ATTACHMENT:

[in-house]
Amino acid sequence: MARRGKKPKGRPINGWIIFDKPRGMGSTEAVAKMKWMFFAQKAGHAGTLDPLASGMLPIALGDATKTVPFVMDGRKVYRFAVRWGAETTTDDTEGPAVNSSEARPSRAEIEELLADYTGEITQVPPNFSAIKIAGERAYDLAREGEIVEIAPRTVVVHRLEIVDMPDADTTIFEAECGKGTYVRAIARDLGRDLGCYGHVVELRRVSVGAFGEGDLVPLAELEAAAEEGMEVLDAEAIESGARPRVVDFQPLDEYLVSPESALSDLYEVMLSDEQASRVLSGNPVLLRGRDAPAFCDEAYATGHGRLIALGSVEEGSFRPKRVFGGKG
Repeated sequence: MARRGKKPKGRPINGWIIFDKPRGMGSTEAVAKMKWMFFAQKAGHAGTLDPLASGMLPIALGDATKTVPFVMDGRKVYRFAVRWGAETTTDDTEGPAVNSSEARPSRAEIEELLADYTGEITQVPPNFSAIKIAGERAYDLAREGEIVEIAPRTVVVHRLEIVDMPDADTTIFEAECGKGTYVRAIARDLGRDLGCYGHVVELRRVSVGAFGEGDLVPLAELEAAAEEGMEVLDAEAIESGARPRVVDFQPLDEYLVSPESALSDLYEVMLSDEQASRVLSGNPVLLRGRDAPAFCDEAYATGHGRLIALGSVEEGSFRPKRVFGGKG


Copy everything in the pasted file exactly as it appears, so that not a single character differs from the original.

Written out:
[in-house]
Amino acid sequence: MARRGKKPKGRPINGWIIFDKPRGMGSTEAVAKMKWMFFAQKAGHAGTLDPLASGMLPIALGDATKTVPFVMDGRKVYRFAVRWGAETTTDDTEGPAVNSSEARPSRAEIEELLADYTGEITQVPPNFSAIKIAGERAYDLAREGEIVEIAPRTVVVHRLEIVDMPDADTTIFEAECGKGTYVRAIARDLGRDLGCYGHVVELRRVSVGAFGEGDLVPLAELEAAAEEGMEVLDAEAIESGARPRVVDFQPLDEYLVSPESALSDLYEVMLSDEQASRVLSGNPVLLRGRDAPAFCDEAYATGHGRLIALGSVEEGSFRPKRVFGGKG
Repeated sequence: MARRGKKPKGRPINGWIIFDKPRGMGSTEAVAKMKWMFFAQKAGHAGTLDPLASGMLPIALGDATKTVPFVMDGRKVYRFAVRWGAETTTDDTEGPAVNSSEARPSRAEIEELLADYTGEITQVPPNFSAIKIAGERAYDLAREGEIVEIAPRTVVVHRLEIVDMPDADTTIFEAECGKGTYVRAIARDLGRDLGCYGHVVELRRVSVGAFGEGDLVPLAELEAAAEEGMEVLDAEAIESGARPRVVDFQPLDEYLVSPESALSDLYEVMLSDEQASRVLSGNPVLLRGRDAPAFCDEAYATGHGRLIALGSVEEGSFRPKRVFGGKG